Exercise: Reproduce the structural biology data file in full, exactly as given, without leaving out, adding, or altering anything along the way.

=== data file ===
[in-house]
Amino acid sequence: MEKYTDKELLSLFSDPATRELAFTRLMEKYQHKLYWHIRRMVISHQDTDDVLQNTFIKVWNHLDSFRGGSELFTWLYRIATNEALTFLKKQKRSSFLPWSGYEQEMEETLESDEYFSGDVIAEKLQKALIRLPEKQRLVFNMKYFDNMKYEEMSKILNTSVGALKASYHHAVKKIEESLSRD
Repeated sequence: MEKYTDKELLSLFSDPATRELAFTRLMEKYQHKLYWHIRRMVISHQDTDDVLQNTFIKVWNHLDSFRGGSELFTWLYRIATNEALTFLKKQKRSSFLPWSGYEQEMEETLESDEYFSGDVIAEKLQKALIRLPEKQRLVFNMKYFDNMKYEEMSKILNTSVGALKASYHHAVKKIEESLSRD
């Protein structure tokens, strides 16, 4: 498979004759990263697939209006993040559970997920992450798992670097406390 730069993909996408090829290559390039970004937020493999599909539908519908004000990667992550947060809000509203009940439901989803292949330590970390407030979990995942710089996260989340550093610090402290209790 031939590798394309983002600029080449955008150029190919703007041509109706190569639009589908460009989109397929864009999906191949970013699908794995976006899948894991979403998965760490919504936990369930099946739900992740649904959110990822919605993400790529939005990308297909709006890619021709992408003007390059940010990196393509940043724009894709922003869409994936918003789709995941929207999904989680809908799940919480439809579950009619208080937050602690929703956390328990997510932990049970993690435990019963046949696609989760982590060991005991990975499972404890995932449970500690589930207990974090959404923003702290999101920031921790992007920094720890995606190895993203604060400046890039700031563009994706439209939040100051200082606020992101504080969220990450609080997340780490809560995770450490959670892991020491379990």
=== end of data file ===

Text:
[in-house]
Amino acid sequence: MEKYTDKELLSLFSDPATRELAFTRLMEKYQHKLYWHIRRMVISHQDTDDVLQNTFIKVWNHLDSFRGGSELFTWLYRIATNEALTFLKKQKRSSFLPWSGYEQEMEETLESDEYFSGDVIAEKLQKALIRLPEKQRLVFNMKYFDNMKYEEMSKILNTSVGALKASYHHAVKKIEESLSRD
Repeated sequence: MEKYTDKELLSLFSDPATRELAFTRLMEKYQHKLYWHIRRMVISHQDTDDVLQNTFIKVWNHLDSFRGGSELFTWLYRIATNEALTFLKKQKRSSFLPWSGYEQEMEETLESDEYFSGDVIAEKLQKALIRLPEKQRLVFNMKYFDNMKYEEMSKILNTSVGALKASYHHAVKKIEESLSRD
């Protein structure tokens, strides 16, 4: 498979004759990263697939209006993040559970997920992450798992670097406390 730069993909996408090829290559390039970004937020493999599909539908519908004000990667992550947060809000509203009940439901989803292949330590970390407030979990995942710089996260989340550093610090402290209790 031939590798394309983002600029080449955008150029190919703007041509109706190569639009589908460009989109397929864009999906191949970013699908794995976006899948894991979403998965760490919504936990369930099946739900992740649904959110990822919605993400790529939005990308297909709006890619021709992408003007390059940010990196393509940043724009894709922003869409994936918003789709995941929207999904989680809908799940919480439809579950009619208080937050602690929703956390328990997510932990049970993690435990019963046949696609989760982590060991005991990975499972404890995932449970500690589930207990974090959404923003702290999101920031921790992007920094720890995606190895993203604060400046890039700031563009994706439209939040100051200082606020992101504080969220990450609080997340780490809560995770450490959670892991020491379990």